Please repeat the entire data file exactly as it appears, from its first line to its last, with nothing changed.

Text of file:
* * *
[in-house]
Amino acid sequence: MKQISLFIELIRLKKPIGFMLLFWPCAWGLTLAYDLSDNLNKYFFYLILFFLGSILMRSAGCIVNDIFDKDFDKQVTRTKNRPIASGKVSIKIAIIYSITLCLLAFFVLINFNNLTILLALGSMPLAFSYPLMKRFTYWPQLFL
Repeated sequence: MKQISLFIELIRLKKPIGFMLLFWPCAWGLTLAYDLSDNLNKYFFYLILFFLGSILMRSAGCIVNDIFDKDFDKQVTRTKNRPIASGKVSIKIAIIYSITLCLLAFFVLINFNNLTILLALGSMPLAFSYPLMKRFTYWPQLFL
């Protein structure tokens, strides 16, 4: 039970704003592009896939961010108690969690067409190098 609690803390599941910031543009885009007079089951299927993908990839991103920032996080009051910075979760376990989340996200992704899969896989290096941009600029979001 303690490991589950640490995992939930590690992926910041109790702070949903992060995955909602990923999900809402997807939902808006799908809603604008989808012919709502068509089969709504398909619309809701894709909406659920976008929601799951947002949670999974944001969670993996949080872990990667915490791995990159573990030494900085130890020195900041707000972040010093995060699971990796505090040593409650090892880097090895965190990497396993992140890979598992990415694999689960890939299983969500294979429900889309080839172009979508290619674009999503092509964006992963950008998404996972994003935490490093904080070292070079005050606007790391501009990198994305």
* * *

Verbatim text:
[in-house]
Amino acid sequence: MKQISLFIELIRLKKPIGFMLLFWPCAWGLTLAYDLSDNLNKYFFYLILFFLGSILMRSAGCIVNDIFDKDFDKQVTRTKNRPIASGKVSIKIAIIYSITLCLLAFFVLINFNNLTILLALGSMPLAFSYPLMKRFTYWPQLFL
Repeated sequence: MKQISLFIELIRLKKPIGFMLLFWPCAWGLTLAYDLSDNLNKYFFYLILFFLGSILMRSAGCIVNDIFDKDFDKQVTRTKNRPIASGKVSIKIAIIYSITLCLLAFFVLINFNNLTILLALGSMPLAFSYPLMKRFTYWPQLFL
């Protein structure tokens, strides 16, 4: 039970704003592009896939961010108690969690067409190098 609690803390599941910031543009885009007079089951299927993908990839991103920032996080009051910075979760376990989340996200992704899969896989290096941009600029979001 303690490991589950640490995992939930590690992926910041109790702070949903992060995955909602990923999900809402997807939902808006799908809603604008989808012919709502068509089969709504398909619309809701894709909406659920976008929601799951947002949670999974944001969670993996949080872990990667915490791995990159573990030494900085130890020195900041707000972040010093995060699971990796505090040593409650090892880097090895965190990497396993992140890979598992990415694999689960890939299983969500294979429900889309080839172009979508290619674009999503092509964006992963950008998404996972994003935490490093904080070292070079005050606007790391501009990198994305």